Not that it's anything new... and yet, it shows - once again - that Russia, along with several other former Communist/Socialist states, has a major image problem in the U.S. On numerous occasions before, I have discussed these stereotype issues on this blog, and this new DirecTV commercial only reiterates it all. (The commercial might have been around for quite a while, but since I do not own a TV - quite fortunately - I would ask for your understanding on the delayed response.)
Here's the "new" commercial, which seems to have been launched this month:
I have no words to explain how it is supposed to be related - if at all - to promoting a satellite TV service. But that aside: what images does it convey and what stereotypes of Russia, and Russians, is it playing on?
In a series of papers, Ivan Katchanovski has demonstrated the negative representation of Russia and some other former Soviet countries in American news coverage, as well as in popular culture. His analysis of a set of Hollywood movies has shown that:
"most of the movies, incorrectly present Kazakhstan, Russia, and Ukraine as economically and technologically backward, extremely anti-American and anti-Semitic countries, which have pervasive “Russian mafia” and widespread female prostitution."
I couldn't not think of this excerpt when I saw this commercial "masterpiece".
Why is it a problem?
In his work on "imagology", William Chew has correctly pointed out that:
"[...] national stereotypes are generally rationalised by the spector as based on a supposedly objective reality, but [they also] tend to be omnipresent in comics, cinema, literature, computer games, public media, jokes and the like, and are constantly though not consciously invoked to confirm one’s auto-image, one’s national identity. Once established, they remain latent in the individual consciousness, or collective mentality, to be called upon when needed."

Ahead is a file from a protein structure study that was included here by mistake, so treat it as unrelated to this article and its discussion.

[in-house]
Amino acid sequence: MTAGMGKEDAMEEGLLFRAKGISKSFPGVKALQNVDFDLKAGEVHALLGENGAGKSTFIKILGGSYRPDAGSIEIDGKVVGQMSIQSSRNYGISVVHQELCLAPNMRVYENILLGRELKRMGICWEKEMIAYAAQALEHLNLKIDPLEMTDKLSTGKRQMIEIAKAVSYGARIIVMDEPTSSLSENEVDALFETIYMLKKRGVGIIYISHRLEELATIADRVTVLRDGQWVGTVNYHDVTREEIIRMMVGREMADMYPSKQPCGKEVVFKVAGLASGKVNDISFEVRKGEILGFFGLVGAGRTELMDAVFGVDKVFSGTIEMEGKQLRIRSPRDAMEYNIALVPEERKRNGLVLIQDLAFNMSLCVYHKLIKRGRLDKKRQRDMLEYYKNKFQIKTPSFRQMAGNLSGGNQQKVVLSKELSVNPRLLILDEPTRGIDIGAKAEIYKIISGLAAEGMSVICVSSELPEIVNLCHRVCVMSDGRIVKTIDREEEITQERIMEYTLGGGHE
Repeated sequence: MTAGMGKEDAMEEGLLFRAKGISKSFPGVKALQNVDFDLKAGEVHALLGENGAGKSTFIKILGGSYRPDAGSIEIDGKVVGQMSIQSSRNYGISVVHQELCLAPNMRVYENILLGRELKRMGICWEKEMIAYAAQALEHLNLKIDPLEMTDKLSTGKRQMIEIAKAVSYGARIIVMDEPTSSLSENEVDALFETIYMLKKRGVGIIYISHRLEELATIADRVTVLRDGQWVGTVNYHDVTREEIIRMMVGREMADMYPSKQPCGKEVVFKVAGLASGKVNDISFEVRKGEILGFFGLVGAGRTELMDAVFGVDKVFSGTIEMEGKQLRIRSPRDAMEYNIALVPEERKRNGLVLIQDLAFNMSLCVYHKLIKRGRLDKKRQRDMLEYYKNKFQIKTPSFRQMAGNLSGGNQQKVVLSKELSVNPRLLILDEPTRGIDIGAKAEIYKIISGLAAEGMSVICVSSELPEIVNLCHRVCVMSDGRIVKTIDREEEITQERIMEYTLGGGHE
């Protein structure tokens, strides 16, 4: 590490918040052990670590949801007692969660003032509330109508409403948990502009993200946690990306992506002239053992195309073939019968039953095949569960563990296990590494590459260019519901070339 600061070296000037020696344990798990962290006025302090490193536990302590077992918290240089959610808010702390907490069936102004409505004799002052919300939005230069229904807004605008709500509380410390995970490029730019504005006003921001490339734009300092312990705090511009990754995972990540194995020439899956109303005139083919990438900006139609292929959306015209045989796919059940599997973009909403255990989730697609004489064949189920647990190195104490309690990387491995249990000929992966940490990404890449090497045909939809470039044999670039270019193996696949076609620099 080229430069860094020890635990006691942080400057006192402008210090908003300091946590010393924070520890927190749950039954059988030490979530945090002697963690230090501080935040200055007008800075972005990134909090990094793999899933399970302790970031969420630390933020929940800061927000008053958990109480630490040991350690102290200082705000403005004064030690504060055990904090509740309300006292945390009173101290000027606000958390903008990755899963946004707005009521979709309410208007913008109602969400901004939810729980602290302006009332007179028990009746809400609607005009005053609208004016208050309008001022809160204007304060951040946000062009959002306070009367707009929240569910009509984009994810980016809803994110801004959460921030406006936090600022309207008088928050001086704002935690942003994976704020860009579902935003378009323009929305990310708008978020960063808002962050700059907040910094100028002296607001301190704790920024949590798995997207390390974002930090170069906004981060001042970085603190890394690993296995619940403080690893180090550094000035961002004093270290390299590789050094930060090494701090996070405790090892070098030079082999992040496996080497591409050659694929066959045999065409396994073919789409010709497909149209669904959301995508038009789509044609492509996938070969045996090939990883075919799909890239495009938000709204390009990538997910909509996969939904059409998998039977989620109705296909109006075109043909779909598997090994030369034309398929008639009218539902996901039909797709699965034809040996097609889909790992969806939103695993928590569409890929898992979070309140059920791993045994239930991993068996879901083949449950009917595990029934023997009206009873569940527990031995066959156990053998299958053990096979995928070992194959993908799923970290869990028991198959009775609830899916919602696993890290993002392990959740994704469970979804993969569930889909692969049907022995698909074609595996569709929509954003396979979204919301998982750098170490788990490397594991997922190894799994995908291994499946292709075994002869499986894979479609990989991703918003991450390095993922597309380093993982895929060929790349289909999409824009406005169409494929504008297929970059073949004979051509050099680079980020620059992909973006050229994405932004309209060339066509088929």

Just like on many occasions before, such representations only reinforce the not-so-positive images of Russia held by so many Americans, cashing in on long-held stereotypes. Unfortunately, the multitude of the people who will see this commercial will - most probably - never see a Russian ballet performance, for example, which will only help to perpetuate such negative attitudes.
This is a major issue to be addressed by Russia as a part of its public diplomacy effort. Of course, many would find this ingenious piece funny, and would argue that it works as great advertising... (for who, one might ask?) However, I wonder what the reaction would have been, had "the Russian" been replaced by an Israeli, for instance. (This is a rhetorical question, by the way. And yet, I would appreciate insights, if you're willing to share.)
In short, some more food for thought...
And just for your reference, here's the hideous "prequel", that has been on air for about a year now (to the best of my knowledge, that is).
I know you're dying to get DirecTV now, eh?